Side: True
thousandin1(1931) Clarified
1 point

I'm referring to the camp of atheists who believe there are no gods, as opposed to simply not believing in any particular god or gods; the difference is not merely semantic.

More specifically, I'm referring to those who simply echo what others have told them without even the slightest attempt at analysis or investigation of their own. Anyone can review the parameters of an experiment and the raw data from the results. Anyone can review the conclusions drawn by those performing the experiment, the writings of peers who review the data and conclusions and support the original conclusion, the writings of peers who review the data and conclusions and dissent. Most don't.

Side: True
1 point

People believe in religion... People believed the world would end in many occurrences, such as 2012, yet there was no evidence.

Side: False
Malachi(77) Disputed
4 points

Some people believed that the world would end because of the Mayan calendar and people like Nostradamus saying it would end. They considered that as evidence, so they believed it. People use things like alleged demon possession, so-called miracles, and hearing "God" speak to them as evidence for the existence of God and the correctness of Christianity. All religions had documents that recorded "spectacular" events that become the root of their beliefs. Even Mormonism has a root of belief (Joseph Smith, I think that's his name, and received some golden plates from God, and apparently some other people were there to witness it). As it said in the debate info, what you may believe to be acceptable as evidence may not be the same for others.

Side: True
1 point

Beliefs are not formed without justification, and what constitutes justification varies for people.

Side: False
Jace(5187) Disputed
1 point

Justification is a far cry from evidence .

Side: True
Cartman(18192) Disputed
2 points

Why Did You Dispute Me? That Is Exactly What I Was Saying. That's Why I Posted On The False Side.

Side: False
atypican(4874) Disputed
1 point

Evidence is information used to justify a belief. I wouldn't say it's a far cry, I'd say they can hardly be considered separately.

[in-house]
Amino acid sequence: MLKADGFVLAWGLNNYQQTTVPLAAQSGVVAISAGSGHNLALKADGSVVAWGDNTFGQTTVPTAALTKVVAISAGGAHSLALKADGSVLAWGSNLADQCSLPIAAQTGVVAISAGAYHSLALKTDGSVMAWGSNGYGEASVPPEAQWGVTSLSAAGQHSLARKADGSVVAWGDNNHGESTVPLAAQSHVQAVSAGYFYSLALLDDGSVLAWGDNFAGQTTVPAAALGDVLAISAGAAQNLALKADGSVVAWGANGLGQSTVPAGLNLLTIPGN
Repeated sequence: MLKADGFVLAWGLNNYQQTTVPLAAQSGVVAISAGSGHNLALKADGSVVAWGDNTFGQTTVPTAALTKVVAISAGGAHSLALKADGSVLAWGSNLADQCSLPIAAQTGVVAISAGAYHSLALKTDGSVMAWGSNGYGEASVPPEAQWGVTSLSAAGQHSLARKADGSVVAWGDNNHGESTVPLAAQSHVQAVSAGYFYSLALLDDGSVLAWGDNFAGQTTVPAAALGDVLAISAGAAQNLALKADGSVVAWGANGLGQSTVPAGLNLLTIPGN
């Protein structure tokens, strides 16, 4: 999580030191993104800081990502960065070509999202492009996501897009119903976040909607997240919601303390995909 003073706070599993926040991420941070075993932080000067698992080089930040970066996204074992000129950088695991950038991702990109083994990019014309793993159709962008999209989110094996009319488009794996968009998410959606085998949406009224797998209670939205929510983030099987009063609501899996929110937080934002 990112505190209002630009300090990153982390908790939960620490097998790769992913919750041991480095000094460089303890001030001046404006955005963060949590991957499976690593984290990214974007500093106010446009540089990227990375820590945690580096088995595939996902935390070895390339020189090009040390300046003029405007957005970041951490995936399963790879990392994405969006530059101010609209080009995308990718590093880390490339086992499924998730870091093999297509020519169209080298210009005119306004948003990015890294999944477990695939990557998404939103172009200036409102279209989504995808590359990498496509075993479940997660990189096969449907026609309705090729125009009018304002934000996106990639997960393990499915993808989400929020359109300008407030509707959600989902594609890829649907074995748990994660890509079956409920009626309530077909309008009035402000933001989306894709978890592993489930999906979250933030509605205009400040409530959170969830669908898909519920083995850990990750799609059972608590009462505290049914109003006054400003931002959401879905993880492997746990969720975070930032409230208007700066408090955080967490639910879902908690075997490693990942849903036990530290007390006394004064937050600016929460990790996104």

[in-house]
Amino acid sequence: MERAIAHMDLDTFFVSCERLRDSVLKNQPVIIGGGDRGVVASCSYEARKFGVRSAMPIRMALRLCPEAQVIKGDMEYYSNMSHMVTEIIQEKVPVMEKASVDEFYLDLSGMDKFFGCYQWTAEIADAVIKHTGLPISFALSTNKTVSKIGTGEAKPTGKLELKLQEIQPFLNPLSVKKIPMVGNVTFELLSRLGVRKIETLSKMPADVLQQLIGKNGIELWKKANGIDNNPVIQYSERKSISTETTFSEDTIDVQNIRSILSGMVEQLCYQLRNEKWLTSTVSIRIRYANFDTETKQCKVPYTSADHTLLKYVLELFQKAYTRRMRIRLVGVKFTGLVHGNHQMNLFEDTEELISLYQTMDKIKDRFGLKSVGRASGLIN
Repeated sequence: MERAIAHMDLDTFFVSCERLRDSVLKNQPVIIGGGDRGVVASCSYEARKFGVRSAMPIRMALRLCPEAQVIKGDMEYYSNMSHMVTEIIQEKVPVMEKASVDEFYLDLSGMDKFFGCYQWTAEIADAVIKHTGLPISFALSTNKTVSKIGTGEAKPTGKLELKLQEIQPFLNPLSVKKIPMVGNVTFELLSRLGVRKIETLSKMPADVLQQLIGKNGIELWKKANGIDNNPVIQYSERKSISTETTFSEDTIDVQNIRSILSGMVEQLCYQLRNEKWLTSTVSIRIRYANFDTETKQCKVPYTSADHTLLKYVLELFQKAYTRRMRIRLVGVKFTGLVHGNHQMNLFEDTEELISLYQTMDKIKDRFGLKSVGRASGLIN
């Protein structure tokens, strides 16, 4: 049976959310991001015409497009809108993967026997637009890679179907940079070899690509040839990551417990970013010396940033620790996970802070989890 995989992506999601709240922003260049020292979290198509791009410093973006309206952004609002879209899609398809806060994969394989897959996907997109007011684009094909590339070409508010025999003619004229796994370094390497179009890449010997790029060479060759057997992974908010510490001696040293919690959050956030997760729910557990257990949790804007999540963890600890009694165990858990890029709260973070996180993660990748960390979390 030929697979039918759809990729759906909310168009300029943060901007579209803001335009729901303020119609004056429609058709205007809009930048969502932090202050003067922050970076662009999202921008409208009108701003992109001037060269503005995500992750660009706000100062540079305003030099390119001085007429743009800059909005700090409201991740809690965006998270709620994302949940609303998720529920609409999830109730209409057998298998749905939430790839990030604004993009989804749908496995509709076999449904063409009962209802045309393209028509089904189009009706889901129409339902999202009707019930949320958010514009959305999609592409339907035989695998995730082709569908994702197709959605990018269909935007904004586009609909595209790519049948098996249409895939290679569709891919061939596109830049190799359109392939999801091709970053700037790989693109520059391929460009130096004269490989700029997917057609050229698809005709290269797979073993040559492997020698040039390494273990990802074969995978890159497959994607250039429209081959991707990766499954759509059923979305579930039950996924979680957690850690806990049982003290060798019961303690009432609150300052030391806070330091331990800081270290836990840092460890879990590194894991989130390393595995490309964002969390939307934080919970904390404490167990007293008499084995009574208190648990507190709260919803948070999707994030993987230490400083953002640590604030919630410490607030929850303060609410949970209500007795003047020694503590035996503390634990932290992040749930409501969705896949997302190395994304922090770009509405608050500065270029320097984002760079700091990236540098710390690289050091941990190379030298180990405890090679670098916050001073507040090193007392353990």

Side: False
atypican(4874) Disputed
1 point

The consideration of evidence precedes IN ALL CASES the justifying of any belief. What varies is the type of evidence people find adequate.

Side: True
Cartman(18192) Disputed
1 point

No, it is possible to form an opinion and then look for evidence. That's basically how the scientific method works. You come up with an idea, then you get evidence. The only difference is that scientists don't actually believe the idea is true until they have retrieved that evidence.

For example, the guy who thought the rapture was going to happen in 2012 had that belief, then went through and justified it. He had justification, not evidence.

Side: False
1 point

I think this forgets what most philosophers call "Properly Basic Beliefs." While many beliefs are formed based upon some evidence set (that flower is red based upon my observations, etc), not all are.

Beliefs such as "I have the capacity for memory" and "my sensory input is real" are properly basic beliefs, beliefs necessary in order to gather evidence or conduct reason are properly basic by definition.

So while I agree that some beliefs (probably the vast majority) are based upon evidence, it is improper to conclude that no belief is formed without evidence.

http://en.wikipedia.org/wiki/Basic_belief

Side: False
atypican(4874) Disputed
1 point

Describe a belief you have that you view as being "Properly Basic" that you think must be based on something besides evidence, and I don't think it would be any trouble identifying what evidence formed it.

Side: True
ColumCille(9) Disputed
1 point

Sure, the belief "my memory represents past events" is a common one used.

Side: False
1 point

Tooth Fairy. .

Side: False
Cartman(18192) Disputed
1 point

Wrong, there is more evidence for tooth fairy than for God. People tell you if tooth fairy exists tooth turns to money. Tooth turns to money, tooth fairy exists. :)

Side: True
Warjin(1577) Disputed
1 point

I think you missed my point, point being to belive something a person can do so without any evidence, being said just about all religious belifs are bullshit make up stories just like the tooth fairy.

Side: False
1 point

On the face of it I think it's false. But if we extend the notion of evidence to include good arguments then we might consider it true.

Take free will as an example. Do we have evidence of free will? No we don't. Yet most people believe we have free will. It's possible that this is the common assumption because it true, but it we might also say that we believe in free will because we have no convincing arguments to the contrary. In either case, some believe in free will but it's not because of evidence.

Side: False
Jace(5187) Disputed
1 point

An argument unaccompanied by evidence is not evidence, it is a rationalized belief that remains unsubstantiated.

Side: False
Nebeling(1118) Disputed
1 point

What's your opinion on free will / determinism then?  

Side: True
atypican(4874) Disputed
1 point